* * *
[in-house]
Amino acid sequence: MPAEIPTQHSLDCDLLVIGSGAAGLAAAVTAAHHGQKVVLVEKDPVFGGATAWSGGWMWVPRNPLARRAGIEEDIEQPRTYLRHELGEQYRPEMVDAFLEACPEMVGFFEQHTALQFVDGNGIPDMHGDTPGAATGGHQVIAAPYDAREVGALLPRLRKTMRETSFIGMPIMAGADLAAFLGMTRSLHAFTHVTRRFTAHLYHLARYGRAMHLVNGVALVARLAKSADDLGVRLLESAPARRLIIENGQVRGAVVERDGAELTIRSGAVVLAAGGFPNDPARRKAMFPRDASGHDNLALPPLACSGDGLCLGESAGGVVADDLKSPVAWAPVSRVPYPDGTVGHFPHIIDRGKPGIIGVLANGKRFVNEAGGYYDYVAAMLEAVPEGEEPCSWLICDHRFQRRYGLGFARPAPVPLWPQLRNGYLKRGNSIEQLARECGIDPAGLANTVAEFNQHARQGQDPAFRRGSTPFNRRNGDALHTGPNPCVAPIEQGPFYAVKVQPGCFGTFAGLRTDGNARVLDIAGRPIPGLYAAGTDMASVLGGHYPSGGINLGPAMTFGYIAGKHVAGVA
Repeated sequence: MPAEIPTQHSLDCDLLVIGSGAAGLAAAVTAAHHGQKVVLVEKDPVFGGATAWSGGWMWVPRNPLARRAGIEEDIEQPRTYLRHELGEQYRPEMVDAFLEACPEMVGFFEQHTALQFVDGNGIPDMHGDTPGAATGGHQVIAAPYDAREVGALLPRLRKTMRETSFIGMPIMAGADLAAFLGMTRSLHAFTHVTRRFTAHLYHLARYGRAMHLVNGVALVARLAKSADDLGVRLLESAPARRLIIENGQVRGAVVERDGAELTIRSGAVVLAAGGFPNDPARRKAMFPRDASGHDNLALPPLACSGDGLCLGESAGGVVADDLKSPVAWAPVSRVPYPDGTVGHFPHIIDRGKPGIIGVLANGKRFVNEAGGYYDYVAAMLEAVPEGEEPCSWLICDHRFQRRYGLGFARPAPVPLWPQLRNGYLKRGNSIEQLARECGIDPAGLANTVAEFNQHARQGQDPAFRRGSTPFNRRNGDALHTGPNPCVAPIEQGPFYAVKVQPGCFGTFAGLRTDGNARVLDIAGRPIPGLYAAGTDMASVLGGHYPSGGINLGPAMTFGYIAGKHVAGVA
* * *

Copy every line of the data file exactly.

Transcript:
[in-house]
Amino acid sequence: MPAEIPTQHSLDCDLLVIGSGAAGLAAAVTAAHHGQKVVLVEKDPVFGGATAWSGGWMWVPRNPLARRAGIEEDIEQPRTYLRHELGEQYRPEMVDAFLEACPEMVGFFEQHTALQFVDGNGIPDMHGDTPGAATGGHQVIAAPYDAREVGALLPRLRKTMRETSFIGMPIMAGADLAAFLGMTRSLHAFTHVTRRFTAHLYHLARYGRAMHLVNGVALVARLAKSADDLGVRLLESAPARRLIIENGQVRGAVVERDGAELTIRSGAVVLAAGGFPNDPARRKAMFPRDASGHDNLALPPLACSGDGLCLGESAGGVVADDLKSPVAWAPVSRVPYPDGTVGHFPHIIDRGKPGIIGVLANGKRFVNEAGGYYDYVAAMLEAVPEGEEPCSWLICDHRFQRRYGLGFARPAPVPLWPQLRNGYLKRGNSIEQLARECGIDPAGLANTVAEFNQHARQGQDPAFRRGSTPFNRRNGDALHTGPNPCVAPIEQGPFYAVKVQPGCFGTFAGLRTDGNARVLDIAGRPIPGLYAAGTDMASVLGGHYPSGGINLGPAMTFGYIAGKHVAGVA
Repeated sequence: MPAEIPTQHSLDCDLLVIGSGAAGLAAAVTAAHHGQKVVLVEKDPVFGGATAWSGGWMWVPRNPLARRAGIEEDIEQPRTYLRHELGEQYRPEMVDAFLEACPEMVGFFEQHTALQFVDGNGIPDMHGDTPGAATGGHQVIAAPYDAREVGALLPRLRKTMRETSFIGMPIMAGADLAAFLGMTRSLHAFTHVTRRFTAHLYHLARYGRAMHLVNGVALVARLAKSADDLGVRLLESAPARRLIIENGQVRGAVVERDGAELTIRSGAVVLAAGGFPNDPARRKAMFPRDASGHDNLALPPLACSGDGLCLGESAGGVVADDLKSPVAWAPVSRVPYPDGTVGHFPHIIDRGKPGIIGVLANGKRFVNEAGGYYDYVAAMLEAVPEGEEPCSWLICDHRFQRRYGLGFARPAPVPLWPQLRNGYLKRGNSIEQLARECGIDPAGLANTVAEFNQHARQGQDPAFRRGSTPFNRRNGDALHTGPNPCVAPIEQGPFYAVKVQPGCFGTFAGLRTDGNARVLDIAGRPIPGLYAAGTDMASVLGGHYPSGGINLGPAMTFGYIAGKHVAGVA